and have even used rather harsh words when saying so.

you read this FUD page on the libssh2 website. I don’t want to start arguing here, the page is complete crap

(These two quotes are from the two leading libssh developers.)

Due to their complaints I withdrew the mentioning of the speed differences from the comparison page. Maybe I had done something wrong after all and since I didn’t care properly to go back and verify my methods and redo everything, I decided to just take it off until I have more backing or more accurate tests.

Fast forward to current time and Mark Riordan does his extensive performance tests of various SSH/SFTP implementations. He mailed the libssh mailing list about it, and his test results are interesting. I’m including it below for easier reading and just in case Mark’s original won’t be around as long as this.

It repeats very similar numbers to mine and shows the same speed difference that I was told cannot happen. Isn’t that funny? Am I still ridiculous?

SSH file transfer performance

The following table summarizes performance of SSH clients.

LAN: 1 Gbit/sec WAN: 6 Mb down, 0.9 Mb up
Solaris x86 server
Client Client OS Server Comp
libssh2 Win Solaris No No 0.147 12.2
libssh2 Win Solaris Yes No
libssh2 Linux Solaris No No 0.82 11.8
libssh2 Linux Solaris Yes No
libssh 0.4.6 Win Solaris No No
Bitvise Tunnelier Win Solaris No No 13.50 3.95
Bitvise Tunnelier Win Solaris Yes No 8.541 10.2
psftp Win Solaris No No 9.4 5.06 or 0.46
WS_FTP 12.3 Win Solaris No No 8.07 7.65
Ubuntu sftp Linux Solaris ? No 29.6 11.5
Linux server
libssh2 Win Linux No No 9.5 8.1 0.059 0.26
libssh2 Win Linux Yes No
libssh2 Linux Linux No No 7.4 7.4 0.083 0.267
libssh 0.4.6 Win Linux No No 15.4 2.8 0.10 0.13
libssh 0.4.6 Linux Linux No No 8.97 2.8 0.099 0.189
libssh 0.4.6 Linux Linux Yes Yes 19.7 3.3
libssh latest Win Linux No No 14.1 1.38
psftp Win Linux No No 4.59 6.58 0.070 0.10
WS_FTP 12.3 Win Linux No No 23.0 8.5 0.113 0.361
Bitvise Tunnelier Win Linux No No
Ubuntu sftp Linux Linux No No 16.2 6.6 0.11 0.51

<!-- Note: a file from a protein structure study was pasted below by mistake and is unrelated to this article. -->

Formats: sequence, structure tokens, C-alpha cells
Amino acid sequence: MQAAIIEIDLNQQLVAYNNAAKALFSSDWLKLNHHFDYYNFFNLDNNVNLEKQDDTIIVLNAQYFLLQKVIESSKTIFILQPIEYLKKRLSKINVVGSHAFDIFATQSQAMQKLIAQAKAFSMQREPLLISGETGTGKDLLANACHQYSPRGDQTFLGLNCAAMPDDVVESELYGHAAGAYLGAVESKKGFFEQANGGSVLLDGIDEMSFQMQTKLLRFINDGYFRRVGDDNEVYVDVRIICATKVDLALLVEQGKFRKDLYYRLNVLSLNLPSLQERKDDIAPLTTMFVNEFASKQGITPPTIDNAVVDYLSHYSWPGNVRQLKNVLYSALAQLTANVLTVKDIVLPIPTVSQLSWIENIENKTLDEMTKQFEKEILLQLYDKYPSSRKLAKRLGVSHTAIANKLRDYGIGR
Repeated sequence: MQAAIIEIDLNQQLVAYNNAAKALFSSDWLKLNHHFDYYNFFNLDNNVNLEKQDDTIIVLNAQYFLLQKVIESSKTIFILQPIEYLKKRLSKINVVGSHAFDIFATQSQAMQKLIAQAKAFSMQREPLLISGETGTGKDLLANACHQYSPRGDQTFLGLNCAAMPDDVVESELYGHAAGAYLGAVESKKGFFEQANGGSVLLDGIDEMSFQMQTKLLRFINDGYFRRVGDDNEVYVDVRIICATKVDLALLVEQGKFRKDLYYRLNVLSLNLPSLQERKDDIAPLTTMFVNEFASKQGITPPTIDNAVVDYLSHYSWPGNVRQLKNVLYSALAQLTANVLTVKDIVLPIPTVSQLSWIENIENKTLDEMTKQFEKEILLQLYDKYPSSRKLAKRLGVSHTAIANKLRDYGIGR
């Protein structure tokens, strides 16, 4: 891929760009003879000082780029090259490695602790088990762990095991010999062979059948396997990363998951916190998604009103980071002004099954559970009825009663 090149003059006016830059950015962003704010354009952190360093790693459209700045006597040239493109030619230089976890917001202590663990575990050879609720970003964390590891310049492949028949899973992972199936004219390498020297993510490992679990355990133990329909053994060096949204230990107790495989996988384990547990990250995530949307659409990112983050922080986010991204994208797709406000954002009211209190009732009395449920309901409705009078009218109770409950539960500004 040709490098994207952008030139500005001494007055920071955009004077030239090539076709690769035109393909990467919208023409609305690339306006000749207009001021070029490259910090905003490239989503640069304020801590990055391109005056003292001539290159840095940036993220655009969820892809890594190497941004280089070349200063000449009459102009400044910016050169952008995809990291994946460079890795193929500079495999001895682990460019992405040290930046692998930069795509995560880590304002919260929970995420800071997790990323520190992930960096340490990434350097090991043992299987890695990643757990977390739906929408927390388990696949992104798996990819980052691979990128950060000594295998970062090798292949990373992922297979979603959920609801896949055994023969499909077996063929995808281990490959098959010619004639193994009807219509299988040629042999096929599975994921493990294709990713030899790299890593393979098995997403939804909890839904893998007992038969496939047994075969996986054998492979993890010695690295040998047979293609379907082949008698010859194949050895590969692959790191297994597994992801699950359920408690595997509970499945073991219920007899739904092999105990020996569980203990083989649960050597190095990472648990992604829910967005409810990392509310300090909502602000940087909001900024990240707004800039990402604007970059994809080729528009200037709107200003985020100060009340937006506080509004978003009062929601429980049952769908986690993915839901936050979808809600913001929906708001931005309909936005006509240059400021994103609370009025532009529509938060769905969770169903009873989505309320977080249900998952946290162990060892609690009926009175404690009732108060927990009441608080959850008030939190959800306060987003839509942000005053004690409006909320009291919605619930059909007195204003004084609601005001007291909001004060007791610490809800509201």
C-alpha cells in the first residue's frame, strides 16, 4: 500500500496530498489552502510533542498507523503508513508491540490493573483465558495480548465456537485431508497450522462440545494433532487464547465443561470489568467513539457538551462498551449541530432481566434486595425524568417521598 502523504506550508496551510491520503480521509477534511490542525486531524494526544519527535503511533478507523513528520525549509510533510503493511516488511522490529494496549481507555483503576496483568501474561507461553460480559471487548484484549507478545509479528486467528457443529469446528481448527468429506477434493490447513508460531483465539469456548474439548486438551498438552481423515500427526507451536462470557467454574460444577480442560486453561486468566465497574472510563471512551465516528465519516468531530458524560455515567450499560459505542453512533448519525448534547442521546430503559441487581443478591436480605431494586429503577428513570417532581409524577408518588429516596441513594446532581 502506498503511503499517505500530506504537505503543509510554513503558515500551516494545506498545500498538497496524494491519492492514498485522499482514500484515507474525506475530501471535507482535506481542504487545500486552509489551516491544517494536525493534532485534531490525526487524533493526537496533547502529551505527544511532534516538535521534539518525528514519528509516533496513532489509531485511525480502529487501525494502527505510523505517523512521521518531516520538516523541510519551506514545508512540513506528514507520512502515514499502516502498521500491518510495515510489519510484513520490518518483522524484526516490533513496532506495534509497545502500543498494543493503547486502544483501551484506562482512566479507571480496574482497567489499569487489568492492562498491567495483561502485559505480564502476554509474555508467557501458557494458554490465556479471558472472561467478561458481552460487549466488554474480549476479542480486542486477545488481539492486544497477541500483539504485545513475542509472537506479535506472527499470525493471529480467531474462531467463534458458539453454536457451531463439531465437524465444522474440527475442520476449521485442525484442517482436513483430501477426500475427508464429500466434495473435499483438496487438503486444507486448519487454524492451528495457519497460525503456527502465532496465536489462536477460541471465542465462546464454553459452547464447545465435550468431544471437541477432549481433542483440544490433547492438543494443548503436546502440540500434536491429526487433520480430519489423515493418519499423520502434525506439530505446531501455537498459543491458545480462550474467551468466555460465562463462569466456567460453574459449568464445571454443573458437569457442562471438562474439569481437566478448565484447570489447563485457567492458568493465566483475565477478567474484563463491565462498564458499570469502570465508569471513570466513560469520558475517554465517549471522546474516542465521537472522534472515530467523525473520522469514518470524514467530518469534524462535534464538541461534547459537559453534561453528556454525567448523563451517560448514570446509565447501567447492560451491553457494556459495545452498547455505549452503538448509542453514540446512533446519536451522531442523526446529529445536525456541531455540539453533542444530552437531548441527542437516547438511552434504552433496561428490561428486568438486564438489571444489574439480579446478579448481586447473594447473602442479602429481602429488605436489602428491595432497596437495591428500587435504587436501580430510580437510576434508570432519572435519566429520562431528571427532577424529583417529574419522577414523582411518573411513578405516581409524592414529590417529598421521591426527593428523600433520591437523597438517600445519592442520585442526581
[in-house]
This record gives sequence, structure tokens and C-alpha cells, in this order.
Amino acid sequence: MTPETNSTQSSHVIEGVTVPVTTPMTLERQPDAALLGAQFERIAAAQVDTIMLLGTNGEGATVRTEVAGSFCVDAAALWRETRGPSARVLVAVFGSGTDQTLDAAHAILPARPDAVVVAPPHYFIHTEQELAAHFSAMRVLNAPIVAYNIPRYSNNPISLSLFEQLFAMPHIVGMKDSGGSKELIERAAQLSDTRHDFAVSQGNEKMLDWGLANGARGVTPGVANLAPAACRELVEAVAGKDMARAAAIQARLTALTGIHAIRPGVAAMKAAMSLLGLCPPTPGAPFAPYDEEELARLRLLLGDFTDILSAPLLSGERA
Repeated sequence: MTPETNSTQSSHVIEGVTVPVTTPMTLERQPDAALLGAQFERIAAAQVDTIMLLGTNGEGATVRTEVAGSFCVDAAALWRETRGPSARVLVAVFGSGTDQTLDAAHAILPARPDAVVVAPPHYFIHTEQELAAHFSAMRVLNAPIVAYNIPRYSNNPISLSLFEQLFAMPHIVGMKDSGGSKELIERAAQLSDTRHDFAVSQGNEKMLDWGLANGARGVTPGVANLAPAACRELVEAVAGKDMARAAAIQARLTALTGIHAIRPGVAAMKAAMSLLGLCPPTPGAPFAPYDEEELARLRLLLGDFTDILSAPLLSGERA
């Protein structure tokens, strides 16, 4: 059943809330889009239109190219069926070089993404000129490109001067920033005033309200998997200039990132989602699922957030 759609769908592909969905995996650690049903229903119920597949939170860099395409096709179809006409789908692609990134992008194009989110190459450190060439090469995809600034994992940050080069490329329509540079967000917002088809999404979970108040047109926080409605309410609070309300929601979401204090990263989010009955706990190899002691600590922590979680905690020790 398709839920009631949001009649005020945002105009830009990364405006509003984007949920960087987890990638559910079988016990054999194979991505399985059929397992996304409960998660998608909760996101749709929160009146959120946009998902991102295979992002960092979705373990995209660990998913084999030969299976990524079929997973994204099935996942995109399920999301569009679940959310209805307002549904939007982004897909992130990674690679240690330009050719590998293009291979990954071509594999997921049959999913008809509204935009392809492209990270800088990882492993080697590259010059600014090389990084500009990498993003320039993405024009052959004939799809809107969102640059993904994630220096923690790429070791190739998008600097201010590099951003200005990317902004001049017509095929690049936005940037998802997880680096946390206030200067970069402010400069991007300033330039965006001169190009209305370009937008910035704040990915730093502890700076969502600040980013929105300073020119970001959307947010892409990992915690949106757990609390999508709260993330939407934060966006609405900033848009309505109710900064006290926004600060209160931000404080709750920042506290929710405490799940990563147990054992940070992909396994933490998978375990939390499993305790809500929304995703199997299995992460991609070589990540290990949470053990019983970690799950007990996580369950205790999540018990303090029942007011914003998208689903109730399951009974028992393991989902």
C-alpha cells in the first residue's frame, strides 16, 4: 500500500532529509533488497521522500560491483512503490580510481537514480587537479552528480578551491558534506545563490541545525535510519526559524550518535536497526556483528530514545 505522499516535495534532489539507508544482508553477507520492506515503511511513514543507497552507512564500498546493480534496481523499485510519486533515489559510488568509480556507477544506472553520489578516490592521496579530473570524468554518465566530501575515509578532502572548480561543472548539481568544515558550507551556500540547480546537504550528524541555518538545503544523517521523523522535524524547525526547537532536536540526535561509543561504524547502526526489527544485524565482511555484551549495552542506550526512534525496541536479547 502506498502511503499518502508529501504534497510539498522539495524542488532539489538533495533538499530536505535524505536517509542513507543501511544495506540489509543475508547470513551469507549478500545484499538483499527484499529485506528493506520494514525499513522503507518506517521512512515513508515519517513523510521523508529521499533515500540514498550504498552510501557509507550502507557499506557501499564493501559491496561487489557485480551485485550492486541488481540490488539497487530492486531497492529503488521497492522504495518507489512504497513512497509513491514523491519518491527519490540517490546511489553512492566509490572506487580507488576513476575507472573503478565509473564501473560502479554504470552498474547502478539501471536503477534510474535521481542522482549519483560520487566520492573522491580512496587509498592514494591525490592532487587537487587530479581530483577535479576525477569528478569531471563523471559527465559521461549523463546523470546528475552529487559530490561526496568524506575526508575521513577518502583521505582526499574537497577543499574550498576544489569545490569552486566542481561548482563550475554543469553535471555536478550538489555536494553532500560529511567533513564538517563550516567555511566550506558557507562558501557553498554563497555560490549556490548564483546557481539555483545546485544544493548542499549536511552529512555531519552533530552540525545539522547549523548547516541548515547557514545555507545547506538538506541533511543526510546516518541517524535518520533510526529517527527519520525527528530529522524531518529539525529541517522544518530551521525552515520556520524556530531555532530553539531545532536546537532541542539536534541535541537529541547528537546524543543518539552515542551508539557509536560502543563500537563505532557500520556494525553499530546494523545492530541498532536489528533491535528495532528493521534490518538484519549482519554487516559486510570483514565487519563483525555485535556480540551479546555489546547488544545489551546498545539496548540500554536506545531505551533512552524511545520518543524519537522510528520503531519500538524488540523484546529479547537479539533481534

What about SFTP?

It should be noted that in my original claim and in this test above we speak SSH speeds (like SCP), not SFTP. SFTP has its own slew of problems and libssh2 is in fact not very good at doing SFTP speedily yet. We have work in progress to improve this situation, but we’re not there yet. I’ll post a follow-up on SFTP speeds soonish as things have been developing nicely in there recently.

What about speeds compared to other clients?

libssh2 is not fully on par with for example openssh when it comes to raw SCP speed, but it is in the same “neighborhood”.

libssh2 release again

libssh2We’ve mostly been fixing bugs and making things internally look better in the libssh2 source code during the recent months so the new release I just uploaded, called version 1.2.7, isn’t really exciting to any particular level for outsiders. Existing users should however be fairly happy as we’ve addressed a fair bunch of bugs and some of them have been annoying us in the project for a long time.

I’m convinced this is the best libssh2 release we’ve ever made.

The list of bug-fixes include these:

  • Better handling of invalid key files
  • inputchecks: make lots of API functions check for NULL pointers
  • libssh2_session_callback_set: extended the man page
  • SFTP: limit write() to not produce overly large packets
  • agent: make libssh2_agent_userauth() work blocking properly
  • _libssh2_userauth_publickey: reject method names longer than the data
  • channel_free: ignore problems with channel_close()
  • typedef: make ssize_t get typedef without LIBSSH2_WIN32
  • _libssh2_wait_socket: poll needs milliseconds
  • libssh2_wait_socket: reset error code to “leak” EAGAIN less
  • Added include for sys/select.h to get fd.set on some platforms
  • session_free: free more data to avoid memory leaks
  • openssl: make use of the EVP interface
  • Fix underscore typo for 64-bit printf format specifiers on Windows
  • Make libssh2_debug() create a correctly terminated string
  • userauth_hostbased_fromfile: packet length too short
  • handshake: Compression enabled at the wrong time
  • Don’t overflow MD5 server hostkey

If you find other bugs or have patches, just bring them all to us!

roffit lives!

Many moons ago I created a little tool I named roffit. It is just a tiny perl script that converts a man page written in the nroff format to good-looking HTML. I should perhaps also add that I didn’t find any decent alternatives then so I wrote up my own version. I’ve been using it since in projects such as curl, c-ares and libssh2 to produce web versions of the docs.

It has just done its job and I haven’t had any needs to fiddle with it. The project page lists it as last modified in 2004, even though I actually moved it to a sourceforge CVS repo back in 2007.

Just a few days ago, I got emailed and was notified that Debian has it included as a package in the distribution and someone was annoyed on some particular flaws.

This resulted in a bunch of bugs getting submitted to the Debian bug tracker, I started up the brand new roffit-devel mailing list to easier host roffit discussions and I switched over the CVS repo to a git one on github.

If you like seeing man pages turned into web pages, consider joining up and help us improve this thing!

two competitors or one united